A lot of people assume you should use a last will as your asset transfer vehicle if you are not really wealthy. In reality, this is not the case at all.
A revocable living trust is a very versatile estate planning tool that can be your ideal alternative to a last will. Let’s look at four reasons why you may want to choose this type of trust as the centerpiece of your estate plan…
#1 Probate Avoidance
You may envision a scene that you have seen in a movie or on a television show. After a funeral, people gather at the home of the decedent. Certain individuals are called aside by the executor to be part of the “reading of the will.”
The idea is that the document is read aloud by the executor, and everyone gains an understanding of the wishes of the person who passed away. Once this reading has been completed, you are left with the impression that the executor will follow those instructions right away.
In the real world, things do not work in this manner. Under the laws of the state of Kansas, the will would be admitted to probate. The executor would take care of the hands-on administration tasks, and supervision would be provided by the probate court.
During probate, the court would make sure that the will is in fact valid. Anyone who is interested could contest the will during this process, and this is one of the drawbacks. Yes, contests are sometimes necessary and proper, but this is very rare.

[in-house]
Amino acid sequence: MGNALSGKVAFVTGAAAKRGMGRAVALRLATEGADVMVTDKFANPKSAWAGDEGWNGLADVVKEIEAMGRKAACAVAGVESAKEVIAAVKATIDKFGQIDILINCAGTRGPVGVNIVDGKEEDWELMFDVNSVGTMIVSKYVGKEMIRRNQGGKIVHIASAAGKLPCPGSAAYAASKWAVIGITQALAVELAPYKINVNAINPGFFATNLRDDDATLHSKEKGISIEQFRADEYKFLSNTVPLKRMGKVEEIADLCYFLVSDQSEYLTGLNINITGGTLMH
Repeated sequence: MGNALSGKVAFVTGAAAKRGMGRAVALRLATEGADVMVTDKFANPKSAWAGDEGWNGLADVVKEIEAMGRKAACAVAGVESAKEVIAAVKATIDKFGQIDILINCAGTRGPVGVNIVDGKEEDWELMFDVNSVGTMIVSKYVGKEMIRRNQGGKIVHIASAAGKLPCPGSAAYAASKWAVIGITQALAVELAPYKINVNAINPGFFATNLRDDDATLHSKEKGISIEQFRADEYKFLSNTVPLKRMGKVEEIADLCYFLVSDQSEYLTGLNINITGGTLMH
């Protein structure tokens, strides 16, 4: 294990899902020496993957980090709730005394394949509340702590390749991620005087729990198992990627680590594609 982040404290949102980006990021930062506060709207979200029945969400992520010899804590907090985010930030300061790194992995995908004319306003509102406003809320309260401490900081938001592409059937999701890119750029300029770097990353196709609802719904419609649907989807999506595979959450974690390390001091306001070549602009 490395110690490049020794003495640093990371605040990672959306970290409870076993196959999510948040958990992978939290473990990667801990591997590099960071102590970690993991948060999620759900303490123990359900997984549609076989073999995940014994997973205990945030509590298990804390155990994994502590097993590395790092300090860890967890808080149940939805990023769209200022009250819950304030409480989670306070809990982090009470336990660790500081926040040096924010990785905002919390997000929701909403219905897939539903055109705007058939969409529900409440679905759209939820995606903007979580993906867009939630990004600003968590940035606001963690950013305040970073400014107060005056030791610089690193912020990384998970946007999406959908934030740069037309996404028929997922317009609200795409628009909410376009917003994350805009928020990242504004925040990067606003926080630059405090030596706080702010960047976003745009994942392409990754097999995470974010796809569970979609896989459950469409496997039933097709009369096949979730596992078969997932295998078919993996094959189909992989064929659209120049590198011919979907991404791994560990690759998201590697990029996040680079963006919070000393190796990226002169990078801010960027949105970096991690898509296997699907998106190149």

In some instances, someone will come forward to muddy the waters, and this will complicate the proceedings. The last thing the rightful inheritors need is another source of time consumption, because it will take eight months to a year under ordinary circumstances.
No inheritances are distributed during this interim, and that’s a long time to wait for an inheritance. The amount that the heirs receive will be reduced after all probate-related expenses are paid, and this is yet another negative.
If you use a living trust instead of a simple will, you could act as the trustee while you are living, and you would name a successor to take over the role after your passing. When the time comes, the trustee would follow your instructions and distribute assets according to your wishes outside of probate.
Since the probate court would not be involved, all of the drawbacks that we looked but at above would be avoided.
#2 Spendthrift Protections
Generally speaking, the people who are named in a last will would receive direct, lump sum inheritances. This may be a source of concern if you are going to be leaving money to someone who has demonstrated a pattern of financial irresponsibility.
You have other options if you use a living trust. You could include a spendthrift clause that would protect the principal from the creditors of the beneficiary.
It would also be possible to instruct the trustee to distribute smaller amounts over a period of time.
For example, you could allow for distributions of the earnings that are generated by assets in the trust. You could then provide larger lump sum distributions when the beneficiary reaches certain age plateaus.
#3 Incapacity Planning
A significant percentage of elders become unable to make sound decisions at some point in time. When you have a living trust, you can name a disability trustee who would assume this role if it ever becomes necessary.
#4 Streamlined Estate Administration Process
The trustee will step into a turnkey situation when you have a living trust. All or most of the assets will be held by the trust, and this would help the trustee administer the trust efficiently.
To account for assets that were never conveyed into the trust, you can include a pour-over will that would facilitate the transfer of those assets over to the trust.
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